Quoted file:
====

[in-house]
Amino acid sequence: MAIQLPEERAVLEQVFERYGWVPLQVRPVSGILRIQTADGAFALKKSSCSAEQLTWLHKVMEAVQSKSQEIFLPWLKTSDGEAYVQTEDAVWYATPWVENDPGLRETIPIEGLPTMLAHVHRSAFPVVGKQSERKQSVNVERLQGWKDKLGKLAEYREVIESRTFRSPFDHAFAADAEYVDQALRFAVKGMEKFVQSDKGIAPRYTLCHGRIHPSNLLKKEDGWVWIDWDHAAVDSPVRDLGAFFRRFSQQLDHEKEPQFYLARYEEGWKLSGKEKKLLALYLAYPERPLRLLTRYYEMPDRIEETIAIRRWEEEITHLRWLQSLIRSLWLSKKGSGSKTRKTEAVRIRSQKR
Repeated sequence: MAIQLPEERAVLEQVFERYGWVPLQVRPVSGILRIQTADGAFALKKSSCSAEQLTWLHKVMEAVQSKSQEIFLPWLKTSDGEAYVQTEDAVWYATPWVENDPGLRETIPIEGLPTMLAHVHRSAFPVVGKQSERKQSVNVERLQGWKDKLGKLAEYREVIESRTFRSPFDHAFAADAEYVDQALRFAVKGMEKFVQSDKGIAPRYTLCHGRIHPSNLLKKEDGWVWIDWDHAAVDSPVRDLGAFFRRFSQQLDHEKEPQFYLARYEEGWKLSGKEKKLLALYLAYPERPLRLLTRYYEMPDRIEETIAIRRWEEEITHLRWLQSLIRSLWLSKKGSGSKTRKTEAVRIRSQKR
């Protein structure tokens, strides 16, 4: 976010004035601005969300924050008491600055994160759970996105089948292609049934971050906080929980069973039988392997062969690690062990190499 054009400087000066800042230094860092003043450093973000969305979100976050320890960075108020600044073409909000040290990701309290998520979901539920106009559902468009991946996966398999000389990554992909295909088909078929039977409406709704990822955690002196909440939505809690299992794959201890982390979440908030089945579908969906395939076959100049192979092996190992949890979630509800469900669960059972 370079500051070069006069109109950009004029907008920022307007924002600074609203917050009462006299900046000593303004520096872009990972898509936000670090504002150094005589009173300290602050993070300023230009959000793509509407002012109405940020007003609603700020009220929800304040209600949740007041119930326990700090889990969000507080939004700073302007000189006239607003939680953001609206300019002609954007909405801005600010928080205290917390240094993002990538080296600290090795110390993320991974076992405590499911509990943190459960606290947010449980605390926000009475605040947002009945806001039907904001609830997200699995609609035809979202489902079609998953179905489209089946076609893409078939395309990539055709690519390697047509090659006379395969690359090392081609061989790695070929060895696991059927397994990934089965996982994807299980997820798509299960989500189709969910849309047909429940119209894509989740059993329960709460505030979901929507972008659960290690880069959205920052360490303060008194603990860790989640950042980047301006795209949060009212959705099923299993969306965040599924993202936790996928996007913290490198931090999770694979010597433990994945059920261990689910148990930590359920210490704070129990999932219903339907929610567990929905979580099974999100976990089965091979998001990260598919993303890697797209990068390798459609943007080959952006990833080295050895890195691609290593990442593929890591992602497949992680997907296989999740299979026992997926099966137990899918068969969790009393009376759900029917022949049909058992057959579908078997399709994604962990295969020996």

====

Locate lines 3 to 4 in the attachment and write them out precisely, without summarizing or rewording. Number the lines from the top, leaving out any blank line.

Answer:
Repeated sequence: MAIQLPEERAVLEQVFERYGWVPLQVRPVSGILRIQTADGAFALKKSSCSAEQLTWLHKVMEAVQSKSQEIFLPWLKTSDGEAYVQTEDAVWYATPWVENDPGLRETIPIEGLPTMLAHVHRSAFPVVGKQSERKQSVNVERLQGWKDKLGKLAEYREVIESRTFRSPFDHAFAADAEYVDQALRFAVKGMEKFVQSDKGIAPRYTLCHGRIHPSNLLKKEDGWVWIDWDHAAVDSPVRDLGAFFRRFSQQLDHEKEPQFYLARYEEGWKLSGKEKKLLALYLAYPERPLRLLTRYYEMPDRIEETIAIRRWEEEITHLRWLQSLIRSLWLSKKGSGSKTRKTEAVRIRSQKR
């Protein structure tokens, strides 16, 4: 976010004035601005969300924050008491600055994160759970996105089948292609049934971050906080929980069973039988392997062969690690062990190499 054009400087000066800042230094860092003043450093973000969305979100976050320890960075108020600044073409909000040290990701309290998520979901539920106009559902468009991946996966398999000389990554992909295909088909078929039977409406709704990822955690002196909440939505809690299992794959201890982390979440908030089945579908969906395939076959100049192979092996190992949890979630509800469900669960059972 370079500051070069006069109109950009004029907008920022307007924002600074609203917050009462006299900046000593303004520096872009990972898509936000670090504002150094005589009173300290602050993070300023230009959000793509509407002012109405940020007003609603700020009220929800304040209600949740007041119930326990700090889990969000507080939004700073302007000189006239607003939680953001609206300019002609954007909405801005600010928080205290917390240094993002990538080296600290090795110390993320991974076992405590499911509990943190459960606290947010449980605390926000009475605040947002009945806001039907904001609830997200699995609609035809979202489902079609998953179905489209089946076609893409078939395309990539055709690519390697047509090659006379395969690359090392081609061989790695070929060895696991059927397994990934089965996982994807299980997820798509299960989500189709969910849309047909429940119209894509989740059993329960709460505030979901929507972008659960290690880069959205920052360490303060008194603990860790989640950042980047301006795209949060009212959705099923299993969306965040599924993202936790996928996007913290490198931090999770694979010597433990994945059920261990689910148990930590359920210490704070129990999932219903339907929610567990929905979580099974999100976990089965091979998001990260598919993303890697797209990068390798459609943007080959952006990833080295050895890195691609290593990442593929890591992602497949992680997907296989999740299979026992997926099966137990899918068969969790009393009376759900029917022949049909058992057959579908078997399709994604962990295969020996």